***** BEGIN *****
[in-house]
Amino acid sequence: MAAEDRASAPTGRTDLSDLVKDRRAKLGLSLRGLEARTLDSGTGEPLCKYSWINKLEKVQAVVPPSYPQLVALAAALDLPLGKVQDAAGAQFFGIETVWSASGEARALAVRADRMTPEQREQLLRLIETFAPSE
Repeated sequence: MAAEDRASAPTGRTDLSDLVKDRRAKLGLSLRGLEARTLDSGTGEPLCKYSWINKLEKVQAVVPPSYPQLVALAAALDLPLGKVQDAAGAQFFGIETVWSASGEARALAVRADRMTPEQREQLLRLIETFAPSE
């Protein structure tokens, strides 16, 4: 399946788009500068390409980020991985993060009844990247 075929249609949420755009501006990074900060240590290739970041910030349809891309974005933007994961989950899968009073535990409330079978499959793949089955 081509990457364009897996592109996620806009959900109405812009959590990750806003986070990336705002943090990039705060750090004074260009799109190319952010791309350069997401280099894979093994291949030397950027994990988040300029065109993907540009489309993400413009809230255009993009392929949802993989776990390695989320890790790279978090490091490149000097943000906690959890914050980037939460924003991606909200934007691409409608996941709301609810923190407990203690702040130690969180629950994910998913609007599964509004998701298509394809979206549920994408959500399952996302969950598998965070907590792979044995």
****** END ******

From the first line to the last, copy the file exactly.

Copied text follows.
[in-house]
Amino acid sequence: MAAEDRASAPTGRTDLSDLVKDRRAKLGLSLRGLEARTLDSGTGEPLCKYSWINKLEKVQAVVPPSYPQLVALAAALDLPLGKVQDAAGAQFFGIETVWSASGEARALAVRADRMTPEQREQLLRLIETFAPSE
Repeated sequence: MAAEDRASAPTGRTDLSDLVKDRRAKLGLSLRGLEARTLDSGTGEPLCKYSWINKLEKVQAVVPPSYPQLVALAAALDLPLGKVQDAAGAQFFGIETVWSASGEARALAVRADRMTPEQREQLLRLIETFAPSE
């Protein structure tokens, strides 16, 4: 399946788009500068390409980020991985993060009844990247 075929249609949420755009501006990074900060240590290739970041910030349809891309974005933007994961989950899968009073535990409330079978499959793949089955 081509990457364009897996592109996620806009959900109405812009959590990750806003986070990336705002943090990039705060750090004074260009799109190319952010791309350069997401280099894979093994291949030397950027994990988040300029065109993907540009489309993400413009809230255009993009392929949802993989776990390695989320890790790279978090490091490149000097943000906690959890914050980037939460924003991606909200934007691409409608996941709301609810923190407990203690702040130690969180629950994910998913609007599964509004998701298509394809979206549920994408959500399952996302969950598998965070907590792979044995």